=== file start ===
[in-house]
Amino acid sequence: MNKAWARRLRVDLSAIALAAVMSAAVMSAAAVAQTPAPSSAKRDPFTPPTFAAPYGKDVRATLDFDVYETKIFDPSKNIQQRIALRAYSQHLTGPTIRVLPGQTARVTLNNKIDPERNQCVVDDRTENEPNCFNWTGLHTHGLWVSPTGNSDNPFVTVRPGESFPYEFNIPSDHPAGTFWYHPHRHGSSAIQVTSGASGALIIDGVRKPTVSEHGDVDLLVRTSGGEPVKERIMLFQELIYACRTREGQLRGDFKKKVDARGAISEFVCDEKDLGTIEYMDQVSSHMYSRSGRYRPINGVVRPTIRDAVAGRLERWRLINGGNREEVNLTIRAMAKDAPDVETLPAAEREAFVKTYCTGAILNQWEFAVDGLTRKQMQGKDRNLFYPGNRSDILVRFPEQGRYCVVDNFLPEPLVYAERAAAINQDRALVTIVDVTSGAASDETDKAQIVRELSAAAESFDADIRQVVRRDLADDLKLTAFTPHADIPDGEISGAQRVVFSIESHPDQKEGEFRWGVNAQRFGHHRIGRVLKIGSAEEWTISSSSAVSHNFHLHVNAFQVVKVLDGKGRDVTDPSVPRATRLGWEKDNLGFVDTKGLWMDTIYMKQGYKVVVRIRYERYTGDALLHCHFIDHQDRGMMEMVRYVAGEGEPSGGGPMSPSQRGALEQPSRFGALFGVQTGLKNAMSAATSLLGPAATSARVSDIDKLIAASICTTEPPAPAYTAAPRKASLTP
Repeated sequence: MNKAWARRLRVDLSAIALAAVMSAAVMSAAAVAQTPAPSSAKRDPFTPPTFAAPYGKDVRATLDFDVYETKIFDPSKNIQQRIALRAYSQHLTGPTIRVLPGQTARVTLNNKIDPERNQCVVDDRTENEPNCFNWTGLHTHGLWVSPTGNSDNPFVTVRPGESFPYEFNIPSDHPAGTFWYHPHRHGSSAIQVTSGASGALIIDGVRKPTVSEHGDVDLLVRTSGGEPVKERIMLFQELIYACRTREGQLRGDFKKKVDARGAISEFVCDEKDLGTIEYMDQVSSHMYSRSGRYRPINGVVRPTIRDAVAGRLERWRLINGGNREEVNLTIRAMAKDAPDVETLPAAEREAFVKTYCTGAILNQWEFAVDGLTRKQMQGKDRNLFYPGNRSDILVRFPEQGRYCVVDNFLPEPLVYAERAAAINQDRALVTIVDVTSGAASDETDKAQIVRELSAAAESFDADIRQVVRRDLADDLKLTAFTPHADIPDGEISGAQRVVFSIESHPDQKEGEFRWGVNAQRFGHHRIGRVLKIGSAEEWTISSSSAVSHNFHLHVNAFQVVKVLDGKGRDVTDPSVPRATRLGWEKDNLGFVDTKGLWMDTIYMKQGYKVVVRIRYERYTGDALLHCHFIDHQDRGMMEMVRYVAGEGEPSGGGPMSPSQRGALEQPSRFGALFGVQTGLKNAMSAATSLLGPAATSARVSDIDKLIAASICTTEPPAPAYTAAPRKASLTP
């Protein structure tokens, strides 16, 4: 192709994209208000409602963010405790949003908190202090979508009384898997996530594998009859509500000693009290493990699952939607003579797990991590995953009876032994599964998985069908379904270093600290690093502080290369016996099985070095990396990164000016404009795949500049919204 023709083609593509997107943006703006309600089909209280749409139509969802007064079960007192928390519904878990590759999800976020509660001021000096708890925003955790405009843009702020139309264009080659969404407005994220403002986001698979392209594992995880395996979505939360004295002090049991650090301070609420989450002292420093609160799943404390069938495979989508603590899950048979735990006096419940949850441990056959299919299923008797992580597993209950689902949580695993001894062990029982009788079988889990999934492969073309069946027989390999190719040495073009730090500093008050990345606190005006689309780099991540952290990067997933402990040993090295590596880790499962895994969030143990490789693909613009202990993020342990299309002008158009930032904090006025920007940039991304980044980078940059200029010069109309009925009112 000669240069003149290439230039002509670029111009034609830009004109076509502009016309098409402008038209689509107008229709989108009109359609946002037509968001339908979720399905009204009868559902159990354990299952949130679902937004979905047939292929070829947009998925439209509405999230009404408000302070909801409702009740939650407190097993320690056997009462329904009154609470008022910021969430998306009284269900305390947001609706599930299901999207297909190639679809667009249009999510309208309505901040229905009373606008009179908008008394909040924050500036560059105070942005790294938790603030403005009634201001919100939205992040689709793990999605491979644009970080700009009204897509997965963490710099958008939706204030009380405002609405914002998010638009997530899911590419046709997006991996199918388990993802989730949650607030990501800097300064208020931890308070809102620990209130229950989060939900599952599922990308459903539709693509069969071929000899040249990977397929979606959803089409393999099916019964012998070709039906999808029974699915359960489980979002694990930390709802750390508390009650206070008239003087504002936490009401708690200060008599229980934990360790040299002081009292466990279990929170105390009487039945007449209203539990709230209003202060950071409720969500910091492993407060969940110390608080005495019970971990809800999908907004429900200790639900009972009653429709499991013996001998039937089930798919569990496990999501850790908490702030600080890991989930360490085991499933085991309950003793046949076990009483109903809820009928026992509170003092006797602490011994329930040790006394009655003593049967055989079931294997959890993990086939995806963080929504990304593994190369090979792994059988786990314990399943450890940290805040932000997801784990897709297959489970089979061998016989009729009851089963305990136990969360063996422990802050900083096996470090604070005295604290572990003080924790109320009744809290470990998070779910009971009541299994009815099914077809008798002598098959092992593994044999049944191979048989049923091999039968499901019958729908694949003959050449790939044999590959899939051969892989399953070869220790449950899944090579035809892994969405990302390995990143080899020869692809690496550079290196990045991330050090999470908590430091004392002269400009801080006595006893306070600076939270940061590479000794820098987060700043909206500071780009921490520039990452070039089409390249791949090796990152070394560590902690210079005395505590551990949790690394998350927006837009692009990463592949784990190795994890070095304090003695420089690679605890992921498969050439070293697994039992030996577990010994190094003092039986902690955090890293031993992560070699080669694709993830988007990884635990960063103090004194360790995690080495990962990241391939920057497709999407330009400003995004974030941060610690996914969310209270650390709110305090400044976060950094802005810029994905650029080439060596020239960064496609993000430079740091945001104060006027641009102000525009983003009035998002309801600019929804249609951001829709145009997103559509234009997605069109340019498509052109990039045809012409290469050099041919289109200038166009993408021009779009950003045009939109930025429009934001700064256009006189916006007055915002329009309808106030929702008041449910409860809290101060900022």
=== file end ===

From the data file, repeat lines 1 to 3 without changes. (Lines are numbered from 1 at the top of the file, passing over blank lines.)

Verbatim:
[in-house]
Amino acid sequence: MNKAWARRLRVDLSAIALAAVMSAAVMSAAAVAQTPAPSSAKRDPFTPPTFAAPYGKDVRATLDFDVYETKIFDPSKNIQQRIALRAYSQHLTGPTIRVLPGQTARVTLNNKIDPERNQCVVDDRTENEPNCFNWTGLHTHGLWVSPTGNSDNPFVTVRPGESFPYEFNIPSDHPAGTFWYHPHRHGSSAIQVTSGASGALIIDGVRKPTVSEHGDVDLLVRTSGGEPVKERIMLFQELIYACRTREGQLRGDFKKKVDARGAISEFVCDEKDLGTIEYMDQVSSHMYSRSGRYRPINGVVRPTIRDAVAGRLERWRLINGGNREEVNLTIRAMAKDAPDVETLPAAEREAFVKTYCTGAILNQWEFAVDGLTRKQMQGKDRNLFYPGNRSDILVRFPEQGRYCVVDNFLPEPLVYAERAAAINQDRALVTIVDVTSGAASDETDKAQIVRELSAAAESFDADIRQVVRRDLADDLKLTAFTPHADIPDGEISGAQRVVFSIESHPDQKEGEFRWGVNAQRFGHHRIGRVLKIGSAEEWTISSSSAVSHNFHLHVNAFQVVKVLDGKGRDVTDPSVPRATRLGWEKDNLGFVDTKGLWMDTIYMKQGYKVVVRIRYERYTGDALLHCHFIDHQDRGMMEMVRYVAGEGEPSGGGPMSPSQRGALEQPSRFGALFGVQTGLKNAMSAATSLLGPAATSARVSDIDKLIAASICTTEPPAPAYTAAPRKASLTP
Repeated sequence: MNKAWARRLRVDLSAIALAAVMSAAVMSAAAVAQTPAPSSAKRDPFTPPTFAAPYGKDVRATLDFDVYETKIFDPSKNIQQRIALRAYSQHLTGPTIRVLPGQTARVTLNNKIDPERNQCVVDDRTENEPNCFNWTGLHTHGLWVSPTGNSDNPFVTVRPGESFPYEFNIPSDHPAGTFWYHPHRHGSSAIQVTSGASGALIIDGVRKPTVSEHGDVDLLVRTSGGEPVKERIMLFQELIYACRTREGQLRGDFKKKVDARGAISEFVCDEKDLGTIEYMDQVSSHMYSRSGRYRPINGVVRPTIRDAVAGRLERWRLINGGNREEVNLTIRAMAKDAPDVETLPAAEREAFVKTYCTGAILNQWEFAVDGLTRKQMQGKDRNLFYPGNRSDILVRFPEQGRYCVVDNFLPEPLVYAERAAAINQDRALVTIVDVTSGAASDETDKAQIVRELSAAAESFDADIRQVVRRDLADDLKLTAFTPHADIPDGEISGAQRVVFSIESHPDQKEGEFRWGVNAQRFGHHRIGRVLKIGSAEEWTISSSSAVSHNFHLHVNAFQVVKVLDGKGRDVTDPSVPRATRLGWEKDNLGFVDTKGLWMDTIYMKQGYKVVVRIRYERYTGDALLHCHFIDHQDRGMMEMVRYVAGEGEPSGGGPMSPSQRGALEQPSRFGALFGVQTGLKNAMSAATSLLGPAATSARVSDIDKLIAASICTTEPPAPAYTAAPRKASLTP